sweat

It’s 94 degrees, with thunder and lightning. No rain yet, but I think it’s coming. As it does every afternoon. Welcome to summer in Sao Paulo.

When we learned this is where we would be stationed, I did my research — as you do. My sources (weather.com, and a couple of books) indicated that the average temperature in Sao Paulo during the summer is about 80 degrees F, with a few days in the mid-80s. These sources said that the 2,500 feet above sea level here in the city ensures cooler temperatures than along the Brazilian coast and interior, and temperate living.

Lies!

I’m accustomed to having my hair dry naturally after I wash it. Here, it stays damp, as do bath towels and dogs caught in the afternoon rain showers.

When Tom and I question locals or other Americans who have lived here for a while about what to expect come “full summer,” we are assured that this is the tropics: Humidity, average in the mid-90s, and daily thunderstorms are the norm. They laugh when we tell them what we read. “Uh, tropics!”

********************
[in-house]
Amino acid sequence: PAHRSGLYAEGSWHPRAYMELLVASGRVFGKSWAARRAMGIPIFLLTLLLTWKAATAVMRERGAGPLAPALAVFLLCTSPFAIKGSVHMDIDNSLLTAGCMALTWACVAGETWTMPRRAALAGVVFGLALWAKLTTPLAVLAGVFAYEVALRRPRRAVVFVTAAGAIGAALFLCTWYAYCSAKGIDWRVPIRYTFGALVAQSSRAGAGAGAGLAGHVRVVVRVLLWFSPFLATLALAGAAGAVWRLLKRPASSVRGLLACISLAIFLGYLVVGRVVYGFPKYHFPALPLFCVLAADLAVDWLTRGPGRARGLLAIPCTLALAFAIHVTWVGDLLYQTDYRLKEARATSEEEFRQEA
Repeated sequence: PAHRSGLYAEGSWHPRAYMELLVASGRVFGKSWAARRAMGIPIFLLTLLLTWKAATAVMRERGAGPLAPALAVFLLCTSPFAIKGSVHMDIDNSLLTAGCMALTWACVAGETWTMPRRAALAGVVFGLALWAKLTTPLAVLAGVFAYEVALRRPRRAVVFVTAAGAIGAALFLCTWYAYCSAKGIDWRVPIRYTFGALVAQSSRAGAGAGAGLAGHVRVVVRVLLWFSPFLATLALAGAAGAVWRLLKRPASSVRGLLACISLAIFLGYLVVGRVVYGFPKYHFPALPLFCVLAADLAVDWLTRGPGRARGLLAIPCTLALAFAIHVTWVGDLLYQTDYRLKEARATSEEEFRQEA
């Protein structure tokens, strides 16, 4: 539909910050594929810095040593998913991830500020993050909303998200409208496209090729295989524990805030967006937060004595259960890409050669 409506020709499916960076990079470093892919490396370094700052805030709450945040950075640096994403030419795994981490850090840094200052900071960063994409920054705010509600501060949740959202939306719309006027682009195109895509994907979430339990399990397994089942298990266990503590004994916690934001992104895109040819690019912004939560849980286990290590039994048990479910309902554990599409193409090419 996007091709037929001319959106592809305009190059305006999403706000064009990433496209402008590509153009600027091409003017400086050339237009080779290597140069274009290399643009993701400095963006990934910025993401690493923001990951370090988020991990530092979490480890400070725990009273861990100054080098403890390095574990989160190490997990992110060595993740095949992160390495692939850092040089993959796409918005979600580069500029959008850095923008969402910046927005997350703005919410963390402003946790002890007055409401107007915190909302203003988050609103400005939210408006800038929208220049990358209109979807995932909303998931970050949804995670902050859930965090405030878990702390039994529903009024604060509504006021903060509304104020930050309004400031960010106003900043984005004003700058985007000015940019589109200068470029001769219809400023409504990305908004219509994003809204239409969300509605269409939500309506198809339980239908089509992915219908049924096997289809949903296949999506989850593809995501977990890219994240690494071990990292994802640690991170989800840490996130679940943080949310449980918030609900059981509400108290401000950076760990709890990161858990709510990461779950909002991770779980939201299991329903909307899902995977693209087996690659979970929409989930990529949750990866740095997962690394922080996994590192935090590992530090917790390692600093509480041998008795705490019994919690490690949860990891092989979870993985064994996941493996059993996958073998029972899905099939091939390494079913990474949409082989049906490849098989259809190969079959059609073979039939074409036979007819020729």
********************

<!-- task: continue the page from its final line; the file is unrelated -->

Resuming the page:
So now I’m beginning to understand why everything is so darn salty here! (And why they always have shakers of salt on the table, and never pepper.) And why it is said that Brazilians take two or three showers a day (they do smell good all the time, as the Fijians also do).

I am not built for high heat and humidity. My Basque blood boils at about 75 degrees. Already in the mornings by 9 am, it is 80+ degrees and sticky. I have a feeling it’s going to be a looooonnnnggg summer.